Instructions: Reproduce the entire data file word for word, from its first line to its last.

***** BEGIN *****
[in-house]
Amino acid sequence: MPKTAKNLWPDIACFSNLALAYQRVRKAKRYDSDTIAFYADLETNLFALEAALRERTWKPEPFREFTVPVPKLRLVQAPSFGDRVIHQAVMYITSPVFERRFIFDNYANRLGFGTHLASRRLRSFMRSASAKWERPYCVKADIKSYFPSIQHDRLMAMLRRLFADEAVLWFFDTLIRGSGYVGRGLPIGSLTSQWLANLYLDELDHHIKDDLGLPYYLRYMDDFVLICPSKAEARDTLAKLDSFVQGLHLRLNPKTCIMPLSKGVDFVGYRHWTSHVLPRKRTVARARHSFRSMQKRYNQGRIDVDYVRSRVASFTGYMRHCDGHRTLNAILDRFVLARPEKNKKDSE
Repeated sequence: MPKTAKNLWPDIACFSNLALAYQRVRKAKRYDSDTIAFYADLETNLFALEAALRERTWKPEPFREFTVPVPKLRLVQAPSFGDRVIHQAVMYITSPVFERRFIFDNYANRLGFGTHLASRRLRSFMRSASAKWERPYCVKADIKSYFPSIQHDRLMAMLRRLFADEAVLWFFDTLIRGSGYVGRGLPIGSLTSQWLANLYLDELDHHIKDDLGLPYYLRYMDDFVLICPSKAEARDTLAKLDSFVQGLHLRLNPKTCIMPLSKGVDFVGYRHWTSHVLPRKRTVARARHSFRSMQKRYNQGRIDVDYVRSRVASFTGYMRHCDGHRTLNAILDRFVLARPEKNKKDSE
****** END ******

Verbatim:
[in-house]
Amino acid sequence: MPKTAKNLWPDIACFSNLALAYQRVRKAKRYDSDTIAFYADLETNLFALEAALRERTWKPEPFREFTVPVPKLRLVQAPSFGDRVIHQAVMYITSPVFERRFIFDNYANRLGFGTHLASRRLRSFMRSASAKWERPYCVKADIKSYFPSIQHDRLMAMLRRLFADEAVLWFFDTLIRGSGYVGRGLPIGSLTSQWLANLYLDELDHHIKDDLGLPYYLRYMDDFVLICPSKAEARDTLAKLDSFVQGLHLRLNPKTCIMPLSKGVDFVGYRHWTSHVLPRKRTVARARHSFRSMQKRYNQGRIDVDYVRSRVASFTGYMRHCDGHRTLNAILDRFVLARPEKNKKDSE
Repeated sequence: MPKTAKNLWPDIACFSNLALAYQRVRKAKRYDSDTIAFYADLETNLFALEAALRERTWKPEPFREFTVPVPKLRLVQAPSFGDRVIHQAVMYITSPVFERRFIFDNYANRLGFGTHLASRRLRSFMRSASAKWERPYCVKADIKSYFPSIQHDRLMAMLRRLFADEAVLWFFDTLIRGSGYVGRGLPIGSLTSQWLANLYLDELDHHIKDDLGLPYYLRYMDDFVLICPSKAEARDTLAKLDSFVQGLHLRLNPKTCIMPLSKGVDFVGYRHWTSHVLPRKRTVARARHSFRSMQKRYNQGRIDVDYVRSRVASFTGYMRHCDGHRTLNAILDRFVLARPEKNKKDSE